Planning a Bit Easier

There are some curricula that take all of the planning out the mix.  A World of Adventure, BookShark, Sonlight, My Father’s World…these are all curricula that provide the planning sheets for you.  It’s open and go…just make sure that you have any materials on-hand for art or science lessons (they’ll tell you what you need).  If you’re just starting your homeschool journey, and very anxious about planning and making sure that everything is covered, you might start out with something like this.

How on earth do I homeschool multiple ages at once??

Whether you have two children or eight, homeschooling multiple children is a juggling act.  One of the best things that you can do is have some ‘schooling together time’ so that there is a set time when everyone comes together as a unit.

Teach Together

With children of about the same age – up to four years apart – you can teach some of the subjects simultaneously.  Curricula such as The Good & the Beautiful, Gather ‘Round, BookShark, or A World of Adventure lend themselves toward this type of family-style teaching, with cohesive read-alouds and teaching time while each student gets an age-appropriate workbook.

Read-aloud time doesn’t have to mean that all the children are lined up neatly and politely on the couch!  Legos, coloring books, and other quiet play toys are a great way to keep little (or not-so-little) hands occupied during this time.  Discuss the reading as a family at the end of each session.

Unit Studies

Similar to the curricula cited above, unit studies allow your entire family to work together on one topic, with each student researching or studying at their own level.  After a family trip to the aquarium and some study-together time, a toddler might color a page about seahorses, while a high schooler might do a research paper on the same topic.  Together, all of the students could complete a science experiment, play a game, and do art projects.

Individual Subjects

While it’s easier to combine history and literature, subjects such as math and science need to be a bit more age-specific once students hit middle school.  Again, if they are only a couple of years apart, students could still study together.  Middle school, however, is when students begin to work independently, so this is a good opportunity to give them some of that freedom.  For many families, math is the one that requires each student to have different, grade-appropriate lessons, and tends to take the most of mom’s time.  An outside course, such as the Saxon Dive CDs, can really help here!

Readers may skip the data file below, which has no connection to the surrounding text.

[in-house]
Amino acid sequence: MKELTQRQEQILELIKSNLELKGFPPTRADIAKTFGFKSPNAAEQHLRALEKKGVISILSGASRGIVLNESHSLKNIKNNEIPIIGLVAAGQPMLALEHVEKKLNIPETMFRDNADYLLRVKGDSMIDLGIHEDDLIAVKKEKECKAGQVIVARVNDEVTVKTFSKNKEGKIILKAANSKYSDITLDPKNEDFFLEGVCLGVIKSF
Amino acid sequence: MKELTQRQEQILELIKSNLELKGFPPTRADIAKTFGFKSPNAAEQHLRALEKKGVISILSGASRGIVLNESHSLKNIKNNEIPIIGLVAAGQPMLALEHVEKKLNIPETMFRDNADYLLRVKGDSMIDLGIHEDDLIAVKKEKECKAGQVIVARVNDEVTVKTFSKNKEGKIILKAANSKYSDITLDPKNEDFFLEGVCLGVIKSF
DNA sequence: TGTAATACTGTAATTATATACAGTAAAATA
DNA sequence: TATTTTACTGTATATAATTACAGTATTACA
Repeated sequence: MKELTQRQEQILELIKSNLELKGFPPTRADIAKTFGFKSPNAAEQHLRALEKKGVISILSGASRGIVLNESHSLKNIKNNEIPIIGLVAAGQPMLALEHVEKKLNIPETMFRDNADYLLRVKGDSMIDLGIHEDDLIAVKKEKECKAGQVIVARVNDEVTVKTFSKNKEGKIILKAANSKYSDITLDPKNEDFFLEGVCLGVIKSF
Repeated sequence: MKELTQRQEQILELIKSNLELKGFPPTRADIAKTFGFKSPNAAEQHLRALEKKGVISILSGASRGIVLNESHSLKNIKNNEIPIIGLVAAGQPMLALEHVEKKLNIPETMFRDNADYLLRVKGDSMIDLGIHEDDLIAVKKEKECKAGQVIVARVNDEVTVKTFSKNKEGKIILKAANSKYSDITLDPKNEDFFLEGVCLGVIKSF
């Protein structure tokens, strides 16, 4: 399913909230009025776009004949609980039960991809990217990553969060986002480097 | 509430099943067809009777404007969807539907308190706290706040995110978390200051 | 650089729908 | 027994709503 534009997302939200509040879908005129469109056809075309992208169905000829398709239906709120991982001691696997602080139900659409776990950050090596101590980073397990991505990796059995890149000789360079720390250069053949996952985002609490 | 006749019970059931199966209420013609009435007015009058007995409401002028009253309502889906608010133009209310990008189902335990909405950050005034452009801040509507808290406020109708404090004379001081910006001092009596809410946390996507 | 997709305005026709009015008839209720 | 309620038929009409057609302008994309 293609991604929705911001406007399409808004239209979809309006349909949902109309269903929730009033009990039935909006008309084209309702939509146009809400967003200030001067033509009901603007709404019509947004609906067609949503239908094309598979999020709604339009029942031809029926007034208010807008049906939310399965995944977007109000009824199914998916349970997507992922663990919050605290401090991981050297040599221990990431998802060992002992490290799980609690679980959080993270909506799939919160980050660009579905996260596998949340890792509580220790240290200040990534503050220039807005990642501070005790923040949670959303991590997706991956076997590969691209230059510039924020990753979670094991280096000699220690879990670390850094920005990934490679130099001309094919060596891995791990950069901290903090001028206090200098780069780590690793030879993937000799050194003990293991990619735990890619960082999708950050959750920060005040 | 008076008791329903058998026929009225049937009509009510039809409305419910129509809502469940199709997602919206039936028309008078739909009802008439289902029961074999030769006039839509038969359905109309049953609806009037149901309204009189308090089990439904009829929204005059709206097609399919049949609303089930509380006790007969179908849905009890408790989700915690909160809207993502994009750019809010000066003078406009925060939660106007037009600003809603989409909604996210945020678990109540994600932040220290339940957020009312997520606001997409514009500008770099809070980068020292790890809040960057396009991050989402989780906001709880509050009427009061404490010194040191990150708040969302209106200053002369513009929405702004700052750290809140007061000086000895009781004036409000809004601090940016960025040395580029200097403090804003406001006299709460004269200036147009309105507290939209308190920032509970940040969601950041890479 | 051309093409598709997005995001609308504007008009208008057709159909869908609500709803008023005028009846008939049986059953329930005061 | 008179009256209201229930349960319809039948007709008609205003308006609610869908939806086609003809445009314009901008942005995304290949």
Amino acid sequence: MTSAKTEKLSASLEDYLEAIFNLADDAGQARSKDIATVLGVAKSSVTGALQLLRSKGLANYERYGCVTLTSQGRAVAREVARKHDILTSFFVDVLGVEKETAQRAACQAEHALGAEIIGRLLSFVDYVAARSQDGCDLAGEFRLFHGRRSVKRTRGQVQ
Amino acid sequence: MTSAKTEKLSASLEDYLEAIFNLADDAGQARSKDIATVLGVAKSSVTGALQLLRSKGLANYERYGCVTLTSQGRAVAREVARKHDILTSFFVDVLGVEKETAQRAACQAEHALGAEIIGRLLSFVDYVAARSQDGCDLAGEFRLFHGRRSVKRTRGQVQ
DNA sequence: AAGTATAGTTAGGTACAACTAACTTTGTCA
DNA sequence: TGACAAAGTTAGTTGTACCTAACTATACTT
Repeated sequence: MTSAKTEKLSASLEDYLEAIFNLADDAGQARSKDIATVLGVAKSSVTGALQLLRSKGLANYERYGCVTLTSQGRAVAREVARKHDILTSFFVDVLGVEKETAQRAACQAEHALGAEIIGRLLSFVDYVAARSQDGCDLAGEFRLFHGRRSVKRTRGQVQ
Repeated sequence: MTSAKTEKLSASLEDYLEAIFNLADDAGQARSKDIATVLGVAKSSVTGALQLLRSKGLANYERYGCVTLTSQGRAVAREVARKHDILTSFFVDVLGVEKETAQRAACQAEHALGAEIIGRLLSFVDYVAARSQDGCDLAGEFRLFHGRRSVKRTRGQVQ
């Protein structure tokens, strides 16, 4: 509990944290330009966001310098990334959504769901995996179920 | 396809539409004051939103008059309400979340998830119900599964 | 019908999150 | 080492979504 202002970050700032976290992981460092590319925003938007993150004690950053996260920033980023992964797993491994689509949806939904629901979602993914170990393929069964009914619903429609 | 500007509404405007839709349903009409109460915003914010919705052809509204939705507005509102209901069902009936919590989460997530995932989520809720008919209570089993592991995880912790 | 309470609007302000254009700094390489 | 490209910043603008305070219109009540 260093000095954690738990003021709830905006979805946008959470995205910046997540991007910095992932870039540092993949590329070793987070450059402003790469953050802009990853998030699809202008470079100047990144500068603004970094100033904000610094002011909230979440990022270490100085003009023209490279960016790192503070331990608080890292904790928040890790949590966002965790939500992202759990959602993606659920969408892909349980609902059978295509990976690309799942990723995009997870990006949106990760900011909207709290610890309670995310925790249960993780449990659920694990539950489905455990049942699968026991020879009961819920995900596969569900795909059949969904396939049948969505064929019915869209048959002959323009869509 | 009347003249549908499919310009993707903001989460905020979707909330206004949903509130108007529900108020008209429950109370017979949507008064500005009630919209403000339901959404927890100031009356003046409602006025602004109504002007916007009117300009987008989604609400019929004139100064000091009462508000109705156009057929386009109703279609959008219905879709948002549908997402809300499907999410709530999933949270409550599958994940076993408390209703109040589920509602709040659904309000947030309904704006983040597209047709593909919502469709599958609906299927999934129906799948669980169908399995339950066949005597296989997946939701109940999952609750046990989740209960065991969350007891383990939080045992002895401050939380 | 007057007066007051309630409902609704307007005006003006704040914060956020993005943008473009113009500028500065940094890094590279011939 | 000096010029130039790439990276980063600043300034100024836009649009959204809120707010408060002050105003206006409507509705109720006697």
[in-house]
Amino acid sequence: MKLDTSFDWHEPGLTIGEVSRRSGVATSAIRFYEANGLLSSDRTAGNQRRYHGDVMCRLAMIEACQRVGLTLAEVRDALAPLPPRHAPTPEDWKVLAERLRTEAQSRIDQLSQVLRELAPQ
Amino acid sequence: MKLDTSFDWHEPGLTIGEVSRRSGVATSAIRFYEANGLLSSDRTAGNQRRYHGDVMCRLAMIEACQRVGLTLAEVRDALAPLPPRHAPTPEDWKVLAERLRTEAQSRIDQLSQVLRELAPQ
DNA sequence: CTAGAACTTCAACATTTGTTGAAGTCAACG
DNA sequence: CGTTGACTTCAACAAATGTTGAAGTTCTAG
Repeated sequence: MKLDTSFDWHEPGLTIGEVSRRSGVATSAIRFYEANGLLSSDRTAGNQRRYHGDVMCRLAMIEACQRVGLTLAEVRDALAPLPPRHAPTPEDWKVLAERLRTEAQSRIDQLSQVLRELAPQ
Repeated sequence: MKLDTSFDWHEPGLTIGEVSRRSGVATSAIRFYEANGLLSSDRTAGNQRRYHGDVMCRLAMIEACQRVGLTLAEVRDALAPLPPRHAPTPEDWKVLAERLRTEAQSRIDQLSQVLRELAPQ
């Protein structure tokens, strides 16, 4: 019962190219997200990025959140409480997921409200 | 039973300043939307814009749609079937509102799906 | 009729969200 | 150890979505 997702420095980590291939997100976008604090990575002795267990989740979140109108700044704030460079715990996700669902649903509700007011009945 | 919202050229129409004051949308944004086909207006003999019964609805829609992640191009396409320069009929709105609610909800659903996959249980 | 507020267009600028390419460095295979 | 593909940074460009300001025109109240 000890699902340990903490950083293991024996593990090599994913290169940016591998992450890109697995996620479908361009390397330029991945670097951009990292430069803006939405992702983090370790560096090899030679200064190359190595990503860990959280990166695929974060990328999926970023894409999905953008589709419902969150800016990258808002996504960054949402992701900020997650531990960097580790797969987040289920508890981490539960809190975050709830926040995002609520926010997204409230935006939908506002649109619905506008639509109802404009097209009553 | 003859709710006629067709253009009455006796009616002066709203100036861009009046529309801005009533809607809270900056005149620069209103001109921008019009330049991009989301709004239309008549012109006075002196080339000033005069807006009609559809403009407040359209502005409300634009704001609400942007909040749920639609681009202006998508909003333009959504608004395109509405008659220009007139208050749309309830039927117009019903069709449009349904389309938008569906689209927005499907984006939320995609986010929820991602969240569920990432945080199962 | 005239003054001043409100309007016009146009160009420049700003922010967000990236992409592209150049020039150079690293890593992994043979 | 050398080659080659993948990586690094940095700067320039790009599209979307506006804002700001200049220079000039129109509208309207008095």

What curriculum do I need?

Choosing the right curriculum for your family means first determining your family’s homeschooling style.  Some families are strictly one style, while others prefer a blend of styles.  Within the leadership of the Book Shack, we cover nearly every style imaginable…so if you ever have questions, just ask, and one of us will be glad to assist you. You can also check out reviews!

Your family might try out one style and find that it’s not for you.  It may take a few years to settle down into the right fit for your family, and that’s completely normal.  When contacting the Book Shack for assistance, however, it helps us to help you if you know your family’s preferred style.  

What style is best for your family?

  • When choosing a style (and there’s a good chance you’ll change as your children grow), consider these questions…
  • What’s your teaching style?
  • What are your goals?
  • How do your kids learn best?
  • What values do you want to instill in your children?
  • What’s your lifestyle?  Do you prefer routine or flexibility?